Matthew Bourne’s Edward Scissorhands

Matthew Bourne's Edward Scissorhands Last week, M and I went with a friend of mine to The Hippodrome to see Matthew Bourne’s Edward Scissorhands. The show, by Bourne’s company New Adventures, is a ballet adaption of Tim Burton’s movie of the same name. The production first toured in 2005 and was a smash hit, selling out all over the world. In 2014, Bourne went back to his adaption, and revitalised it ‘for a new generation of dance lovers and theatre goers.’

As a venue, The Hippodrome is great. Friendly, efficient staff, comfy seats and a decent view wherever you sit. It did seem to be about a thousand degrees in there though, and we were all wildly dehydrated by the time we came out.

Despite the over-heating, the ballet is incredible. It is immediately recognisable as the film you know and love, with the saturated colours in the sets, the costumes and the awkward movements of Edward himself. The plot is much the same, if slightly simplified for the stage. The costumes are beautiful, and immediately tell you what you need to know about who is who with the characters. Danny Elfman’s score fits beautifully and creates precisely the right feel for each moment.

The lead roles of Edward and Kim are shared between two dancers for this season, but I think we saw it with Dominic North (who was nominated for Best Male Dancer at the National Dance Awards for this role in the 2009 production) and Ashley Shaw (hard to tell with wigs, and the website is pretty unhelpful with it’s information on who danced who). Either way, both were incredible. Dancing with scissors for hands can’t be easy, but the movement was stunning. There was something birdlike in the nervous, hesitant moves of Edward, and it was clear that North was comfortable using the scissors in his dancing. I wondered at first how the duets would work with the scissors skewering poor Shaw. I should have known Bourne would have a trick up his sleeve. The first duet, in the first half, is as expected. A dream sequence, with Edward with hands. Beautifully danced, very pretty, seemed like a clever workaround.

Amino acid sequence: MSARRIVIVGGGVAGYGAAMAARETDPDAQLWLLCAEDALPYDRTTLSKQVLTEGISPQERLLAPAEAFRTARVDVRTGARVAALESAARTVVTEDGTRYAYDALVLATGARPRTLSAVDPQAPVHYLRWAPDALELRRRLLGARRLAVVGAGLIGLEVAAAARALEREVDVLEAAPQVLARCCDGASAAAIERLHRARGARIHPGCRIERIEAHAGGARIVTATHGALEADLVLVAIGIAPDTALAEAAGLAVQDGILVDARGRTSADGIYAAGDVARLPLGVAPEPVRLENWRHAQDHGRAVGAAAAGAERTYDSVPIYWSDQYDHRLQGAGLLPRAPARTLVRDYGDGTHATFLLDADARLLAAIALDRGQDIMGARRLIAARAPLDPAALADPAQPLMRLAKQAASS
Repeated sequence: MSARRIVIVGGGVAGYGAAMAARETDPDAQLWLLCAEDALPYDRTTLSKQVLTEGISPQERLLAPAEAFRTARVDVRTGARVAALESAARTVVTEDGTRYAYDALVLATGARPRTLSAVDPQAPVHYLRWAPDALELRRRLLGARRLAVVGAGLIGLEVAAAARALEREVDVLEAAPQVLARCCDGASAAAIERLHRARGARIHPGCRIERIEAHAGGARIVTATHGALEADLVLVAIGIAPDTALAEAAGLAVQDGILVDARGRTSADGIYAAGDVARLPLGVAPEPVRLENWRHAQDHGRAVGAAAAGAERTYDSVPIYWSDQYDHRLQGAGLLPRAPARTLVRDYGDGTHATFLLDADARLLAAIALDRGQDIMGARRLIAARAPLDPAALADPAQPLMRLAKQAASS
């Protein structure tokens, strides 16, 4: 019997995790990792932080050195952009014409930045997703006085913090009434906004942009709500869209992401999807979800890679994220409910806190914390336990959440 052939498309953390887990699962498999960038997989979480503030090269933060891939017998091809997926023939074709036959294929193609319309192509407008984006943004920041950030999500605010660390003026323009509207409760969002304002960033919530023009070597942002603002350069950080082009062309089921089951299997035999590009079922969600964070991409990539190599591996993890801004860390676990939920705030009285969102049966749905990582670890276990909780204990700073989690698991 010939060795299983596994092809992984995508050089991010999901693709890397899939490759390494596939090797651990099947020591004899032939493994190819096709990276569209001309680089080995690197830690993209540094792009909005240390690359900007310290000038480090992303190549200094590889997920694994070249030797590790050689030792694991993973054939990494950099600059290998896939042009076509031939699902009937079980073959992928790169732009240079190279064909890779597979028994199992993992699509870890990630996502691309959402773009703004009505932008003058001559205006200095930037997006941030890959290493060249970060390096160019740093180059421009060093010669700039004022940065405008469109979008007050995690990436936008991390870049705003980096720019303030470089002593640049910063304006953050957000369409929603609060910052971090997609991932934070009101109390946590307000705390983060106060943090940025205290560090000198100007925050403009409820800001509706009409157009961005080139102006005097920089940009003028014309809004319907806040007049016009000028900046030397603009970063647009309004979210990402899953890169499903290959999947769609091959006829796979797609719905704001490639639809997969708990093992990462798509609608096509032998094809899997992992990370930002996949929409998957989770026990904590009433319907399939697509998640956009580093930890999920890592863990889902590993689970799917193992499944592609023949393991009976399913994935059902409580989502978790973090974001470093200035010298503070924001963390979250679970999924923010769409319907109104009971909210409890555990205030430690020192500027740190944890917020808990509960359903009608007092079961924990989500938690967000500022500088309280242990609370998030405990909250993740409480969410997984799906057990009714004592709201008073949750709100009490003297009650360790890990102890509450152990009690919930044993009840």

And then came the second half. The first half, aside from the duet, is very modern in style, with mixes of 1950s rock ‘n’ roll dancing for the teenagers and a contemporary ballet feel. The second half is more classical ballet. When Edward and Kim dance together, we get straight up classic ballet. And it was stunning.

The iconic scene with the ice sculpture was one of the most beautiful pieces of dancing I’ve ever watched. Edward danced with the scissors on this time, but there were no lifts at all. A duet without the fallback of a dramatic lift is hard to make look impressive, but oh, did it! Kim and Edward moved absolutely in sync, with ‘snow’ fluttering around them. Mesmerising. The very last duet blew it out of the water. Scissors intact, they pulled off some very impressive lifts. Watching it as a dancer, I could see the changes that had been made to allow them to do this safely. Edward held Kim much more loosely than you would usually see, and in slightly different holds. This puts most of the hard work to get the lift to happen onto Ashley Shaw, who must have abs of steel. It looked effortless and breath-taking.

The whole company were immensely impressive, bringing all the dark humour of the film into their dancing, and managing to make clear character impressions even when dancing the same steps as the rest of the company. The second half was particularly impressive, even converting skeptical M into a fan. Apparently, it’s just modern dance he doesn’t like. Classical ballet? More of that!

New Adventures are touring Edward Scissorhands until mid March. You can see the rest of the dates here. Whether you’re a ballet fan, or just a fan of the film, please go. You’ll have your mind blown.

I’ll leave the last word to the original Edward Scissorhands, Johnny Depp, “Bravo! I teetered on the verge of tears throughout.”